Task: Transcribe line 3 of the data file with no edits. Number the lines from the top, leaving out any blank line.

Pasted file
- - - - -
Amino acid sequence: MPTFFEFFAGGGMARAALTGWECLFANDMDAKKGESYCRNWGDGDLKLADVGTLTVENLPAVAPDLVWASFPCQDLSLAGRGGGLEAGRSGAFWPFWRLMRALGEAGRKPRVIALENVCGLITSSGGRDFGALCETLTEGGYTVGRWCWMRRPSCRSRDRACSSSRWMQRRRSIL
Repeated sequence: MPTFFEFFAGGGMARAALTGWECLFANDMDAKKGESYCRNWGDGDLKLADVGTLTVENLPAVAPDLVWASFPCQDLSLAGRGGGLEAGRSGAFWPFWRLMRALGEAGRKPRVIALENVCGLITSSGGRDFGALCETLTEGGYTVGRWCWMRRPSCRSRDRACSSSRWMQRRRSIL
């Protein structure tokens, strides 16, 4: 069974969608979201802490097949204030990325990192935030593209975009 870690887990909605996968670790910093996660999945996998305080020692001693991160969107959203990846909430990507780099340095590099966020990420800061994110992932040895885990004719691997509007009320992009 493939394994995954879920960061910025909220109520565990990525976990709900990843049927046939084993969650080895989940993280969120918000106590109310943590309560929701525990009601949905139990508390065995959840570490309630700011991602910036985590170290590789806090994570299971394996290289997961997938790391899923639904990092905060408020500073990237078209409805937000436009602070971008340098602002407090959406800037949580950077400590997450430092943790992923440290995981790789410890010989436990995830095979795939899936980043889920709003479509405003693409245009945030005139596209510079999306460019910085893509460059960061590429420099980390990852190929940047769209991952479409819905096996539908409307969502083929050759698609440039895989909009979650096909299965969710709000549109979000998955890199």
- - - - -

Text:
């Protein structure tokens, strides 16, 4: 069974969608979201802490097949204030990325990192935030593209975009 870690887990909605996968670790910093996660999945996998305080020692001693991160969107959203990846909430990507780099340095590099966020990420800061994110992932040895885990004719691997509007009320992009 493939394994995954879920960061910025909220109520565990990525976990709900990843049927046939084993969650080895989940993280969120918000106590109310943590309560929701525990009601949905139990508390065995959840570490309630700011991602910036985590170290590789806090994570299971394996290289997961997938790391899923639904990092905060408020500073990237078209409805937000436009602070971008340098602002407090959406800037949580950077400590997450430092943790992923440290995981790789410890010989436990995830095979795939899936980043889920709003479509405003693409245009945030005139596209510079999306460019910085893509460059960061590429420099980390990852190929940047769209991952479409819905096996539908409307969502083929050759698609440039895989909009979650096909299965969710709000549109979000998955890199």